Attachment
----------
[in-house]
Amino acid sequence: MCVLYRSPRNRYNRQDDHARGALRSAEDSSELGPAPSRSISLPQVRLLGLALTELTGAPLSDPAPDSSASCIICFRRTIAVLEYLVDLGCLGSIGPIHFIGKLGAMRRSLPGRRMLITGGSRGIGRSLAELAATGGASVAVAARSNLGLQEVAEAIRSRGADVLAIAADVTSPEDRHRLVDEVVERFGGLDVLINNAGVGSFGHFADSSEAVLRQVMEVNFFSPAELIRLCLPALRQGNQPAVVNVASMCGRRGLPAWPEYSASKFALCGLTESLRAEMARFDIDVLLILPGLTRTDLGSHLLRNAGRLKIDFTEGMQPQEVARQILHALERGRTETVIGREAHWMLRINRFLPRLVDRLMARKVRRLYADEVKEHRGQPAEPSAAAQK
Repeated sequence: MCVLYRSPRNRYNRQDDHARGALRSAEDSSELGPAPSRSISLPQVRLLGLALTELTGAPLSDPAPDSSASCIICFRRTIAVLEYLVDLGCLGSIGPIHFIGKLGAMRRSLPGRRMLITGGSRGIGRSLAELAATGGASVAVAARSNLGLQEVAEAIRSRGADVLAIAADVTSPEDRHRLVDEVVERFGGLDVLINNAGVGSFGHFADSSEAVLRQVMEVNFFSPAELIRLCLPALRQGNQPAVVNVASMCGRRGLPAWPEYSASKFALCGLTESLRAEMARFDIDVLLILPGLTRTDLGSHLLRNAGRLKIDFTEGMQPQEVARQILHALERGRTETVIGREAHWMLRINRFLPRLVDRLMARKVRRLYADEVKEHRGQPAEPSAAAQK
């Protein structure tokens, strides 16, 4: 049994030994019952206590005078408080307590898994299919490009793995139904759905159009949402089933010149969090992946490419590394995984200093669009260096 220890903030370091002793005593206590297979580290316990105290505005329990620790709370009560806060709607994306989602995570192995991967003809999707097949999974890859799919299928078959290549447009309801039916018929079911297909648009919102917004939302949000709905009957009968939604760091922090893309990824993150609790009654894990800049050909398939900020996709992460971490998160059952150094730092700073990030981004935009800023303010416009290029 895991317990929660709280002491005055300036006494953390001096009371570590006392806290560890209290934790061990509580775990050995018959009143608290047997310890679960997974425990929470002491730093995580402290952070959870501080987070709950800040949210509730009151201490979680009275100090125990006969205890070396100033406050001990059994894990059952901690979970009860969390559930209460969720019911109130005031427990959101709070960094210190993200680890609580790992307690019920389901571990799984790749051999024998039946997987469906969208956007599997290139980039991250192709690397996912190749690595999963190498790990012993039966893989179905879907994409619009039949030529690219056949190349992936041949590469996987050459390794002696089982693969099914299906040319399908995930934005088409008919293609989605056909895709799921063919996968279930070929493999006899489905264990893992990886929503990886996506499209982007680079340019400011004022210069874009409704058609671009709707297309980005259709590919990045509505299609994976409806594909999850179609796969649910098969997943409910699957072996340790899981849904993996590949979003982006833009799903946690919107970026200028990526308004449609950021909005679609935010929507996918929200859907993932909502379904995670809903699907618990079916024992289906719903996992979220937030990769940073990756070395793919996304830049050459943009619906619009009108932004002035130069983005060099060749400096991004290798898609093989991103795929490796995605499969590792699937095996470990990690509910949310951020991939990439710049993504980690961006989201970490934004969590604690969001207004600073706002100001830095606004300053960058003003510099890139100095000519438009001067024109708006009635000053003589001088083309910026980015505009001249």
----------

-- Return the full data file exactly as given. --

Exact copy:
[in-house]
Amino acid sequence: MCVLYRSPRNRYNRQDDHARGALRSAEDSSELGPAPSRSISLPQVRLLGLALTELTGAPLSDPAPDSSASCIICFRRTIAVLEYLVDLGCLGSIGPIHFIGKLGAMRRSLPGRRMLITGGSRGIGRSLAELAATGGASVAVAARSNLGLQEVAEAIRSRGADVLAIAADVTSPEDRHRLVDEVVERFGGLDVLINNAGVGSFGHFADSSEAVLRQVMEVNFFSPAELIRLCLPALRQGNQPAVVNVASMCGRRGLPAWPEYSASKFALCGLTESLRAEMARFDIDVLLILPGLTRTDLGSHLLRNAGRLKIDFTEGMQPQEVARQILHALERGRTETVIGREAHWMLRINRFLPRLVDRLMARKVRRLYADEVKEHRGQPAEPSAAAQK
Repeated sequence: MCVLYRSPRNRYNRQDDHARGALRSAEDSSELGPAPSRSISLPQVRLLGLALTELTGAPLSDPAPDSSASCIICFRRTIAVLEYLVDLGCLGSIGPIHFIGKLGAMRRSLPGRRMLITGGSRGIGRSLAELAATGGASVAVAARSNLGLQEVAEAIRSRGADVLAIAADVTSPEDRHRLVDEVVERFGGLDVLINNAGVGSFGHFADSSEAVLRQVMEVNFFSPAELIRLCLPALRQGNQPAVVNVASMCGRRGLPAWPEYSASKFALCGLTESLRAEMARFDIDVLLILPGLTRTDLGSHLLRNAGRLKIDFTEGMQPQEVARQILHALERGRTETVIGREAHWMLRINRFLPRLVDRLMARKVRRLYADEVKEHRGQPAEPSAAAQK
């Protein structure tokens, strides 16, 4: 049994030994019952206590005078408080307590898994299919490009793995139904759905159009949402089933010149969090992946490419590394995984200093669009260096 220890903030370091002793005593206590297979580290316990105290505005329990620790709370009560806060709607994306989602995570192995991967003809999707097949999974890859799919299928078959290549447009309801039916018929079911297909648009919102917004939302949000709905009957009968939604760091922090893309990824993150609790009654894990800049050909398939900020996709992460971490998160059952150094730092700073990030981004935009800023303010416009290029 895991317990929660709280002491005055300036006494953390001096009371570590006392806290560890209290934790061990509580775990050995018959009143608290047997310890679960997974425990929470002491730093995580402290952070959870501080987070709950800040949210509730009151201490979680009275100090125990006969205890070396100033406050001990059994894990059952901690979970009860969390559930209460969720019911109130005031427990959101709070960094210190993200680890609580790992307690019920389901571990799984790749051999024998039946997987469906969208956007599997290139980039991250192709690397996912190749690595999963190498790990012993039966893989179905879907994409619009039949030529690219056949190349992936041949590469996987050459390794002696089982693969099914299906040319399908995930934005088409008919293609989605056909895709799921063919996968279930070929493999006899489905264990893992990886929503990886996506499209982007680079340019400011004022210069874009409704058609671009709707297309980005259709590919990045509505299609994976409806594909999850179609796969649910098969997943409910699957072996340790899981849904993996590949979003982006833009799903946690919107970026200028990526308004449609950021909005679609935010929507996918929200859907993932909502379904995670809903699907618990079916024992289906719903996992979220937030990769940073990756070395793919996304830049050459943009619906619009009108932004002035130069983005060099060749400096991004290798898609093989991103795929490796995605499969590792699937095996470990990690509910949310951020991939990439710049993504980690961006989201970490934004969590604690969001207004600073706002100001830095606004300053960058003003510099890139100095000519438009001067024109708006009635000053003589001088083309910026980015505009001249």